Judge Not the Lord by Feeble Sense (Feelings and Faith)

 The way we react or respond to the gospel is not the gospel.  My feelings and emotions about Christ are not good news.  The empty tomb does not depend upon how much I treasure Jesus.  My delighting in Christ is not at the heart of the apostolic preaching of the cross.  The level of my satisfaction in Jesus doesn’t affect the historical facts that he died and was raised.

Why are these things worth mentioning?  Well, for one thing, they have to do with assurance of salvation.  If a Christian thinks his response to the gospel is part of the gospel, his assurance will be like a roller coaster that rises and falls with his feelings.  If a believer thinks her delighting in Christ or finding satisfaction in Christ is part of the good news, her assurance will ebb and flow with her emotional state.  In other words, if I think my feelings and emotions are part of the gospel, my assurance will quickly decline on days I’m not treasuring Christ above all.

I appreciate how Thomas Brooks discussed this in his book The Unsearchable Riches of Christ.  When talking to Christians about growing in grace, one bit of counsel he gives is this: “Take heed of making sense and feeling a judge of your condition.”

Though there is nothing more dangerous, yet there is nothing more ordinary, than for weak saints to make their sense and feeling the judge of their condition. Ah, poor souls, this is dishonorable to God and very disadvantageous to yourselves.  Sense is sometimes opposite to reason, but always to faith.  Therefore do as those worthies did, ‘We walk by faith, and not by sight’ (2 Cor. 5.8-9).

Brooks then lists many emotional worries a Christian may have, like not feeling God’s “enlivening presence” or not being “melted” or “enlarged” as earlier in his Christian life.  A Christian might not feel God’s nearness or perhaps not find prayer as sweet as before.  Brooks writes,

If you will make sense and feeling the judge of your state and condition, you will never have peace or comfort all your days.  Your state, O Christian, may be very good, when sense and feeling says it is very bad.  …The best of Christian men have at times lost that quickening, ravishing, and comforting presence of God that once they have enjoyed.  And verily, he that makes sense and carnal reason a judge of his condition, shall be happy and miserable, blessed and cursed, saved and lost, many times in a day, yes, in an hour.

The counsel that I would give to such a soul that is apt to set up reason [or feeling] in the place of faith is this: Whatsoever your state and condition is, never makes sense and feeling the judge of it, but only the word of God.  …It will never be well with you as long as you are swayed by carnal reason, and rely more on your five senses than the four evangelists.  Remember Job was famous for his confidence as for his patience: “Though he slay me, yet I will trust in him” (Job 13:15).

I don’t always feel like a good Christian.  I sometimes don’t think about satisfaction in Christ.  Other times I feel quite close to the Lord and am abundantly thankful for his blessings.  However, no matter how I feel, no matter what emotional state I’m in, I know that the gospel is still true.  The blood of Jesus that he shed on the cross still cleanses me from all my sin.  The tomb is still empty even if at the moment I’m not emotionally moved by that awesome truth.  My assurance stands firm because my faith rests in facts, not feelings.  Feelings come and go, but facts stay put.  As the old hymn says, “Judge not the Lord by feeble sense but trust him for his grace.”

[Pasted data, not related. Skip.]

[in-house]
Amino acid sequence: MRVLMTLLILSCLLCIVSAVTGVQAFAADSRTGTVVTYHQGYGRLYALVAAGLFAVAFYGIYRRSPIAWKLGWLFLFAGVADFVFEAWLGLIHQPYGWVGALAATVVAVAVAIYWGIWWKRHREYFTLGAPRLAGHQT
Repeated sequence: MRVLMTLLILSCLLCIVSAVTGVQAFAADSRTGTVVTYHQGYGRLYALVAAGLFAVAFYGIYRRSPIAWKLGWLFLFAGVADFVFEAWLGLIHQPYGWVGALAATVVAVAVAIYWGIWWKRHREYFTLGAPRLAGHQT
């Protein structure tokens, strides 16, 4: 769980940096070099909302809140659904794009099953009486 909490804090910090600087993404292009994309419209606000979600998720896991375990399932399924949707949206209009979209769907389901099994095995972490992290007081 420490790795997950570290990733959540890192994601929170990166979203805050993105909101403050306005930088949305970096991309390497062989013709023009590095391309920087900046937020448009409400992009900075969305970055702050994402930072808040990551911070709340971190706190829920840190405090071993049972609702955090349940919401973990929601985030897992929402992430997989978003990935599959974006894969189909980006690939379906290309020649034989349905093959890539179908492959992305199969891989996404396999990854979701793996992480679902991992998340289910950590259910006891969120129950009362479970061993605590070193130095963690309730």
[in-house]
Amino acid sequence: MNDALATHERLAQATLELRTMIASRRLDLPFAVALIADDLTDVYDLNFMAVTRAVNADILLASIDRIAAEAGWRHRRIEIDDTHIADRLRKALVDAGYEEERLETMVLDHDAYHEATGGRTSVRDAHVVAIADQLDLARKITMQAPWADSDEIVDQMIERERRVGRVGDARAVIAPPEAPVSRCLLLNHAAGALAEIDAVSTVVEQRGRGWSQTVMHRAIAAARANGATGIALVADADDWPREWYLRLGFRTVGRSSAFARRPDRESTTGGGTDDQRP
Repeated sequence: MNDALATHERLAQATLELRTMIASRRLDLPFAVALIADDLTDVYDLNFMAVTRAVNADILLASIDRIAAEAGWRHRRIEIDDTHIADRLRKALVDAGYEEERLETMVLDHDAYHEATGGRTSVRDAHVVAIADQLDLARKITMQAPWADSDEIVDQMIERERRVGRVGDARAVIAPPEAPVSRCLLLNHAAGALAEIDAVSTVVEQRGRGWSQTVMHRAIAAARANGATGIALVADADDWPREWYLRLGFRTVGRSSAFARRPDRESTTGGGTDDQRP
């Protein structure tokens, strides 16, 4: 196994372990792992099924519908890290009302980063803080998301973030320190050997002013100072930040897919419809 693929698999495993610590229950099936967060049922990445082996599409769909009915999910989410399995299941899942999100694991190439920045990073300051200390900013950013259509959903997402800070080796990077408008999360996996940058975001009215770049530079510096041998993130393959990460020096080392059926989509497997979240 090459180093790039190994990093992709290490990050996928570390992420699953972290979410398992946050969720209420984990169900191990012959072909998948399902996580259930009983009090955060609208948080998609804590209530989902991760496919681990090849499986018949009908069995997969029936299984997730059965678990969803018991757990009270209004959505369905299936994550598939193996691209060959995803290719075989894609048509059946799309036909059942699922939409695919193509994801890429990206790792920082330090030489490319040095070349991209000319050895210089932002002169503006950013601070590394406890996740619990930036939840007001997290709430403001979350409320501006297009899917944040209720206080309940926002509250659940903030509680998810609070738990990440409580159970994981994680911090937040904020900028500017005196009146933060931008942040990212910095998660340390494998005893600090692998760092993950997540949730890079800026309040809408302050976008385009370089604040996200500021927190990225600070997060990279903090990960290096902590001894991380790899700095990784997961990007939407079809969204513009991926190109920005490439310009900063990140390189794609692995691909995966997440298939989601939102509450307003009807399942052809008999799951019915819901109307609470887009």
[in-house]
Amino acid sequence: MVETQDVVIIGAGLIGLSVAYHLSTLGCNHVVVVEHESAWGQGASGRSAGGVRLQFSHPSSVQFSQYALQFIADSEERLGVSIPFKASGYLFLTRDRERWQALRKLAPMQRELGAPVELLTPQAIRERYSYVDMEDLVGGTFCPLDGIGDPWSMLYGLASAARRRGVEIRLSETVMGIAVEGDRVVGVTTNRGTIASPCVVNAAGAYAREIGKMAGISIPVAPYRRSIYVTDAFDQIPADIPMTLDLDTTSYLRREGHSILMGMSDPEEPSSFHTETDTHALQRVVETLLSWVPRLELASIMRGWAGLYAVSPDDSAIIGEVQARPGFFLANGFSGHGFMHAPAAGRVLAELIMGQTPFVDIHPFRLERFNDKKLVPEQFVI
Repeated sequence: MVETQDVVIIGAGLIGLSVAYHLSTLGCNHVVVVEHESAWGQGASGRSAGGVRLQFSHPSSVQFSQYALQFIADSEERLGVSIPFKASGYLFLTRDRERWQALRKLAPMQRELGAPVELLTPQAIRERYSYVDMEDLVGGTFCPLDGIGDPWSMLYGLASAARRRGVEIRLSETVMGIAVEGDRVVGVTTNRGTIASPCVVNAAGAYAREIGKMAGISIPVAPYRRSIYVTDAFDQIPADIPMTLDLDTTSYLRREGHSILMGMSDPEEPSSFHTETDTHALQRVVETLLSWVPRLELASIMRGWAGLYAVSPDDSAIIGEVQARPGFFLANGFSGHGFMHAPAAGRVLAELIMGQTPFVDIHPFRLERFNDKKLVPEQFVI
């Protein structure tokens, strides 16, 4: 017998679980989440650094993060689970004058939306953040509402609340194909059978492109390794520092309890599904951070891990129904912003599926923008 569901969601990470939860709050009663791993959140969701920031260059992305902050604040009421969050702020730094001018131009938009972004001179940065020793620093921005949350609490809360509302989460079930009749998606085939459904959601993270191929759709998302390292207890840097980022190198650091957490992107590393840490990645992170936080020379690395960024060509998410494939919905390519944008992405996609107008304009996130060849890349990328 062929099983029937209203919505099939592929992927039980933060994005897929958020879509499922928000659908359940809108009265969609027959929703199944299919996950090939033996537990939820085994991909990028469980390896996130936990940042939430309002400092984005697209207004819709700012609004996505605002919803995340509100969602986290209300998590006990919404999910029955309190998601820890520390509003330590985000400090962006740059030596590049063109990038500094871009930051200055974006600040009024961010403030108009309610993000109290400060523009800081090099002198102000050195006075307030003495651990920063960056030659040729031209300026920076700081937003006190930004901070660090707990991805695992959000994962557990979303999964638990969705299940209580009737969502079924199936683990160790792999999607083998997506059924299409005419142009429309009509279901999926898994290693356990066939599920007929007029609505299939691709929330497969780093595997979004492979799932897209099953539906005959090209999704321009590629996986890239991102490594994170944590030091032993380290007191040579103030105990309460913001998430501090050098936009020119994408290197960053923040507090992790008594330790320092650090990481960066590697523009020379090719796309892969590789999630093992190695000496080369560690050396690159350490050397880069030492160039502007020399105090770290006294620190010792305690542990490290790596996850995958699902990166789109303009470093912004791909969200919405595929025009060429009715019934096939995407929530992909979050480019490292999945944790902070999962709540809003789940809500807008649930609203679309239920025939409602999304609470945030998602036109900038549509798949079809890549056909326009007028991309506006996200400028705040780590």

The above quote by Brooks is found on pages 94-95 of his Works, Volume III.

Shane Lems
Covenant Presbyterian Church (OPC)
Hammond, WI, 54015

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No Reason to Complain (Brooks)

When we face trials and afflictions, sometimes we complain.  We grumble why such and such is happening to us, we complain that other people deserve the trial, or we murmur at the pain and hardship of it all.  Even mature Christians sometimes grumble when trials come.  If the trial is really difficult, it’s hard not to complain!  Thomas Brooks (d. 1680) talked about this in the middle of his book written to those suffering trials and affliction (The Mute Christian under the Smarting Rod):

“[Dear Christian], of all men in the world, you have least cause, yea, no cause to be murmuring and muttering under and dispensation that you meet with in this world.  Is not God your portion?  Chrysostom asks this question, ‘Was Job miserable when he had lost all that God had given him?’ and gives this answer, ‘No, he still had the God that gave him all.’  Is not Christ thy treasure?  Is not heaven your inheritance – and will you murmur?  …Has not God given you a changed heart, a renewed nature, and a sanctified soul, and will you murmur?  Has not God given himself to you to satisfy you?  Has not he given his Son to save you, his Spirit to lead you, his grace to adorn you, his covenant to assure you, his mercy to pardon you, his righteousness to clothe you, and will you murmur?”